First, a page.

Gambel’s white-crowned sparrow is capable of adding more than 68,000 neurons to HVC within four days of transition to breeding conditions. Along with this addition in new neurons, these sparrows also increase song production and song quality. To identify the dynamics between neurogenesis, the addition of new HVC neurons, and neuronal turnover (or death and replacement) during rapid seasonal growth, we labeled dividing neural stem cells and their progeny and quantified the incorporation of these progeny into HVC. Throughout the course of the experiment, we recorded individual bird’s song and analyzed the spectral features and stereotypy of whole songs and individual syllables. We assessed correlations between song stereotypy and rate, neuronal changes within HVC, and neural stem cell proliferation in the nearby ventricular zone during seasonal rapid growth. Characterizing the interactions between stem cell proliferation, neuronal addition and survival, and a biologically relevant behavior will allow for further identification and testing of molecular and physiological mechanisms underlying adult neurogenesis.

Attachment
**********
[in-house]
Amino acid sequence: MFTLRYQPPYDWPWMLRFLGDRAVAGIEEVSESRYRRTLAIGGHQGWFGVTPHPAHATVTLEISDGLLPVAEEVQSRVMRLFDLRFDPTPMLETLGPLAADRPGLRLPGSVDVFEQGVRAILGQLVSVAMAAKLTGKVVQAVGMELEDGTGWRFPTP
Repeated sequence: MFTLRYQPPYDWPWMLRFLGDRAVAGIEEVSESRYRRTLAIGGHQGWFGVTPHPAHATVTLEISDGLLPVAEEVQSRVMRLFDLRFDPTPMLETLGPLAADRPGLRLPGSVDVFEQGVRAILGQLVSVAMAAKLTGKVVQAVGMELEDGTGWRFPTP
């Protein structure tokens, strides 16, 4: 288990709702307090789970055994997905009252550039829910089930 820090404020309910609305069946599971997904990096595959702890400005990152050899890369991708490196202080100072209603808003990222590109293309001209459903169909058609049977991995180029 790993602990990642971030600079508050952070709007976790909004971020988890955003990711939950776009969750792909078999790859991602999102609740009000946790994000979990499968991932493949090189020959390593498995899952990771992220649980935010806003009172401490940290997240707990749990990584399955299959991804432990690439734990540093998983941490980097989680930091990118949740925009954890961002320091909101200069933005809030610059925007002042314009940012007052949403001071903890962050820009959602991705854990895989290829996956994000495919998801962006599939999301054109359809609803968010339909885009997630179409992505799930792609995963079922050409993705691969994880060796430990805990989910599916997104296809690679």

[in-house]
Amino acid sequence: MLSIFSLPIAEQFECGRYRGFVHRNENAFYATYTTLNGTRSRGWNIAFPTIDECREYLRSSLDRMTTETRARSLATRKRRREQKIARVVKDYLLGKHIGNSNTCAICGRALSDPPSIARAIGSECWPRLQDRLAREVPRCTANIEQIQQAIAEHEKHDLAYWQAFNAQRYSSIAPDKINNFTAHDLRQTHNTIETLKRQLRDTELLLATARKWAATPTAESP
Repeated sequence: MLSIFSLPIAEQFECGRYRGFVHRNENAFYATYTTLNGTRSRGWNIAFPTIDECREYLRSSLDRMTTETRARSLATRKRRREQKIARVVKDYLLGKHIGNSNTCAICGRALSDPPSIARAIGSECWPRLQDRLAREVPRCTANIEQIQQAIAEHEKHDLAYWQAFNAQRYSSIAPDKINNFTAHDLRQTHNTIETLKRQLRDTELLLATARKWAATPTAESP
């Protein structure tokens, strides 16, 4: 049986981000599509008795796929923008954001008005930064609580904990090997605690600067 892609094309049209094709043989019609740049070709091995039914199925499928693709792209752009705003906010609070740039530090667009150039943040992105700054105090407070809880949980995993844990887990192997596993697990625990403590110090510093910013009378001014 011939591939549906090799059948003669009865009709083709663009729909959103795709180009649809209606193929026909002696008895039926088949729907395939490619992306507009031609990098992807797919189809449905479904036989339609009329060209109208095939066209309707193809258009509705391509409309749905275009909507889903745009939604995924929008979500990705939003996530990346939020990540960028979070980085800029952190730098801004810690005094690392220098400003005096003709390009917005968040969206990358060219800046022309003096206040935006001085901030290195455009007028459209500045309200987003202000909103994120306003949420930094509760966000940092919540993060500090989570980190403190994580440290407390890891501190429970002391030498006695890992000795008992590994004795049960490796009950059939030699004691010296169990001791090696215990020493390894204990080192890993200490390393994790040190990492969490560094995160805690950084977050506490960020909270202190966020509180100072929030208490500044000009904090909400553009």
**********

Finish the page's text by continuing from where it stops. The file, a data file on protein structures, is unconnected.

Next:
Neuronal birth and death, and the balance between the two, are fundamental processes of adult neural plasticity. Songbirds are an excellent model for exploring the dynamics of neuronal turnover and their effects on behavior, as seasonal production of song is under the control of a discrete but plastic neural circuit. This circuit includes the avian song control nucleus HVC and its target, the robust nucleus of the arcopallium. Seasonal plasticity of HVC in Gambel’s white-crowned sparrows involves pronounced changes in neuron number; full growth and regression of HVC occur within 7 days of a rapid transition between breeding and non-breeding conditions, and neuron number changes by around 68,000 neurons. This dramatic differences in neuron number between seasons suggest that balance between neuronal birth and death differ between seasons as well. To determine if there are seasonal differences in neuronal turnover, we labeled two cohorts of new HVC neurons separated varying lengths of time in both breeding and nonbreeding condition birds. We determined turnover rate by quantifying the number of new neurons from each cohort that persist in HVC through the different time intervals. In nonbreeding condition birds the number of new neurons remaining in HVC is higher from the second cohort of neurons than the first cohort, whereas the number of new neurons persisting in HVC is higher from the first cohort in breeding conditions. Our study suggests that the seasonal changes in HVC neuron number results from a dynamic shifting of the balance between neuronal birth and death.